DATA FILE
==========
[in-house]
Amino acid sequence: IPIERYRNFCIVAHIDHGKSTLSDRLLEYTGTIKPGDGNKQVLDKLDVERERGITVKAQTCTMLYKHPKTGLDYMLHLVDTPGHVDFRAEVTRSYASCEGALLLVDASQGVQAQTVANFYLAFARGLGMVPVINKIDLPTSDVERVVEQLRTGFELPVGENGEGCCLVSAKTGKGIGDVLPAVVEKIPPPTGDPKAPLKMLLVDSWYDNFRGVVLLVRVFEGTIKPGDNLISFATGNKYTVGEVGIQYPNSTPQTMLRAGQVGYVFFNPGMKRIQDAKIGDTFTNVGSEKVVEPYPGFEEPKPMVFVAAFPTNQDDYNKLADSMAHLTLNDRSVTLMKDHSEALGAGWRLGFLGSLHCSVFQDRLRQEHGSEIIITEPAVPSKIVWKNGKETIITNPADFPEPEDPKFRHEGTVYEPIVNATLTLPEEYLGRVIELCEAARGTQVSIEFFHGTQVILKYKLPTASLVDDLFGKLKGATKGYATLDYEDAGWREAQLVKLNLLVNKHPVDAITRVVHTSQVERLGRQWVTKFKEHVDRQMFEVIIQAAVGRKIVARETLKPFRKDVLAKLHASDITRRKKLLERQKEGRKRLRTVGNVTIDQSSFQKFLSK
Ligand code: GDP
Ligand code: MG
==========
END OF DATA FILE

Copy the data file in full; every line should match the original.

[in-house]
Amino acid sequence: IPIERYRNFCIVAHIDHGKSTLSDRLLEYTGTIKPGDGNKQVLDKLDVERERGITVKAQTCTMLYKHPKTGLDYMLHLVDTPGHVDFRAEVTRSYASCEGALLLVDASQGVQAQTVANFYLAFARGLGMVPVINKIDLPTSDVERVVEQLRTGFELPVGENGEGCCLVSAKTGKGIGDVLPAVVEKIPPPTGDPKAPLKMLLVDSWYDNFRGVVLLVRVFEGTIKPGDNLISFATGNKYTVGEVGIQYPNSTPQTMLRAGQVGYVFFNPGMKRIQDAKIGDTFTNVGSEKVVEPYPGFEEPKPMVFVAAFPTNQDDYNKLADSMAHLTLNDRSVTLMKDHSEALGAGWRLGFLGSLHCSVFQDRLRQEHGSEIIITEPAVPSKIVWKNGKETIITNPADFPEPEDPKFRHEGTVYEPIVNATLTLPEEYLGRVIELCEAARGTQVSIEFFHGTQVILKYKLPTASLVDDLFGKLKGATKGYATLDYEDAGWREAQLVKLNLLVNKHPVDAITRVVHTSQVERLGRQWVTKFKEHVDRQMFEVIIQAAVGRKIVARETLKPFRKDVLAKLHASDITRRKKLLERQKEGRKRLRTVGNVTIDQSSFQKFLSK
Ligand code: GDP
Ligand code: MG